Development Economics Seminar

Partha Sen (Delhi School of Economics, India)
Thursday, 9 June 2016

In India, agriculture accounts for about sixty percent of employment. How would climate change, that is expected to hit agriculture in poorer countries very hard, affect India’s agriculture? We study the impact of climate change on the mean and variance of yields of three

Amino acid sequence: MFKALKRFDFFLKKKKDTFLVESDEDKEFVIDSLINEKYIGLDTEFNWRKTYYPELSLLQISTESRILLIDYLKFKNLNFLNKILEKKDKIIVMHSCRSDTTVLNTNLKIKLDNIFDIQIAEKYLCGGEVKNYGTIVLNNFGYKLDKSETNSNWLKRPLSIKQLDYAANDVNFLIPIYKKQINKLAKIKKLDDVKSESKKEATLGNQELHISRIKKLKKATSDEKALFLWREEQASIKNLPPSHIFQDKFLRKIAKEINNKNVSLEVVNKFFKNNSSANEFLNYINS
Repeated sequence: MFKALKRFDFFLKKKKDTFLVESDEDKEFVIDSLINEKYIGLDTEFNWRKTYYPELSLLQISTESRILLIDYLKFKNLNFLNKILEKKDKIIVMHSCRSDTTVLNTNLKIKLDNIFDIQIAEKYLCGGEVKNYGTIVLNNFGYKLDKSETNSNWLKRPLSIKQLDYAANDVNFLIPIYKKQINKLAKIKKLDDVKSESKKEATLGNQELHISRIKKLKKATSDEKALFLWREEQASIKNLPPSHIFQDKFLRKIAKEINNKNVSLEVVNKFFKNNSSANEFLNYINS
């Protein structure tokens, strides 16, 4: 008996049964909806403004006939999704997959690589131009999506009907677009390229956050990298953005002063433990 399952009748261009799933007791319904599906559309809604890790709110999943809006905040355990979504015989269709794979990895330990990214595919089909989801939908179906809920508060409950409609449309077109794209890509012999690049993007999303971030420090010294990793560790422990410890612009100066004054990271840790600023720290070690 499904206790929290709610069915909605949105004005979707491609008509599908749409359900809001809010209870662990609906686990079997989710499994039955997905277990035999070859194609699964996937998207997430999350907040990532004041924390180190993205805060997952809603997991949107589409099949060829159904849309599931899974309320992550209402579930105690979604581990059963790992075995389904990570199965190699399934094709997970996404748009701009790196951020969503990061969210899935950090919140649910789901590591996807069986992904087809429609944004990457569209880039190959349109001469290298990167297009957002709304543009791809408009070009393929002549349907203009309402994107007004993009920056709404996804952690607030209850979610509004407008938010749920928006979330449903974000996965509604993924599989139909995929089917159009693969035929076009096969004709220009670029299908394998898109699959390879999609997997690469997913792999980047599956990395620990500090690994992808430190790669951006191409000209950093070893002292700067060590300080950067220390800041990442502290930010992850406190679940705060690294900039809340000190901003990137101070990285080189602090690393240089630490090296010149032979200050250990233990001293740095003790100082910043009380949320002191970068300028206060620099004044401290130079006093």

food grains – rice (India’s major crop), sorghum and pearl millet – at the district level using a large panel dataset for 1966-2011. An agricultural production function is estimated with exogenous climate variables – precipitation and temperature – controlling for other non climate inputs. We hypothesise that climate variability increases production risk. To capture the impact of climate extremes, climate variables are modelled as anomalies. The results show that climate change adversely affects mean and variance of crop yields. Crop yields are found to be sensitive to rainfall extremes, with rice being most sensitive of the three crops, and extremely high temperatures increase pearl millet yield variability. (Joint with Shreekant Gupta and Saumya Verma)